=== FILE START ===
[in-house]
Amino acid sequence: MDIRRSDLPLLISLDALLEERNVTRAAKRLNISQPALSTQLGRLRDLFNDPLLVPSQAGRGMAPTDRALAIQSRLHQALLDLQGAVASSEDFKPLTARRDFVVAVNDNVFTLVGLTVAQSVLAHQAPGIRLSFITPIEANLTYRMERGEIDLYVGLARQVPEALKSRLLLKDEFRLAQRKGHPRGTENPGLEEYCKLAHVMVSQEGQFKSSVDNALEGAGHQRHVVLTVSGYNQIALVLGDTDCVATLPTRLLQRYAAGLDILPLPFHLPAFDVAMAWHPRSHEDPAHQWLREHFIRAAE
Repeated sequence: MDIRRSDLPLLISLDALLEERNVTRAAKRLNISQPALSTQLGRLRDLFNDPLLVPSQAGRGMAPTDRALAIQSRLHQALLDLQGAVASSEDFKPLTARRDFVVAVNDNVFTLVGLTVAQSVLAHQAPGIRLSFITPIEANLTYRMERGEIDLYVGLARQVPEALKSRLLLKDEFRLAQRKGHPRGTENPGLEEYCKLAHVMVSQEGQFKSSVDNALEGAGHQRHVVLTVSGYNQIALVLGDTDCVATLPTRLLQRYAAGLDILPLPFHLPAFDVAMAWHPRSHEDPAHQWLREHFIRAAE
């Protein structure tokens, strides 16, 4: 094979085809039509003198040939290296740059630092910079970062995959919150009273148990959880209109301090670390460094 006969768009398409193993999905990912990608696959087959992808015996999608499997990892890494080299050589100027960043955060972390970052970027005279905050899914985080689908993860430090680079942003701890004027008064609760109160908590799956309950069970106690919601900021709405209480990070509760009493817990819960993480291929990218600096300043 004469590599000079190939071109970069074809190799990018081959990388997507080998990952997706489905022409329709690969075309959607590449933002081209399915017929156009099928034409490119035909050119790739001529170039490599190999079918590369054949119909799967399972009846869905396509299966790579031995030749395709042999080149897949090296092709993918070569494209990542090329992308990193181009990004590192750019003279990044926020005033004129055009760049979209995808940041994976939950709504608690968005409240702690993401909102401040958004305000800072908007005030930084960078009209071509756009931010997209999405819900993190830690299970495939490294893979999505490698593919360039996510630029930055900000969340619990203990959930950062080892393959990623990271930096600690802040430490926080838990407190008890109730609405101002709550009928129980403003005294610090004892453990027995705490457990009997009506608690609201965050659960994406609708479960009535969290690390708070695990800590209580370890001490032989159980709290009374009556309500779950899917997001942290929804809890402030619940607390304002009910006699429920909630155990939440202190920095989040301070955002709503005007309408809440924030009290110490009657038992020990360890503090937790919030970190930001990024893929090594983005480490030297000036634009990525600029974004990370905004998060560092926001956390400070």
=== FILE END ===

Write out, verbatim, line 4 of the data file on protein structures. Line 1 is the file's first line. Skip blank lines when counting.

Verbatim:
């Protein structure tokens, strides 16, 4: 094979085809039509003198040939290296740059630092910079970062995959919150009273148990959880209109301090670390460094 006969768009398409193993999905990912990608696959087959992808015996999608499997990892890494080299050589100027960043955060972390970052970027005279905050899914985080689908993860430090680079942003701890004027008064609760109160908590799956309950069970106690919601900021709405209480990070509760009493817990819960993480291929990218600096300043 004469590599000079190939071109970069074809190799990018081959990388997507080998990952997706489905022409329709690969075309959607590449933002081209399915017929156009099928034409490119035909050119790739001529170039490599190999079918590369054949119909799967399972009846869905396509299966790579031995030749395709042999080149897949090296092709993918070569494209990542090329992308990193181009990004590192750019003279990044926020005033004129055009760049979209995808940041994976939950709504608690968005409240702690993401909102401040958004305000800072908007005030930084960078009209071509756009931010997209999405819900993190830690299970495939490294893979999505490698593919360039996510630029930055900000969340619990203990959930950062080892393959990623990271930096600690802040430490926080838990407190008890109730609405101002709550009928129980403003005294610090004892453990027995705490457990009997009506608690609201965050659960994406609708479960009535969290690390708070695990800590209580370890001490032989159980709290009374009556309500779950899917997001942290929804809890402030619940607390304002009910006699429920909630155990939440202190920095989040301070955002709503005007309408809440924030009290110490009657038992020990360890503090937790919030970190930001990024893929090594983005480490030297000036634009990525600029974004990370905004998060560092926001956390400070």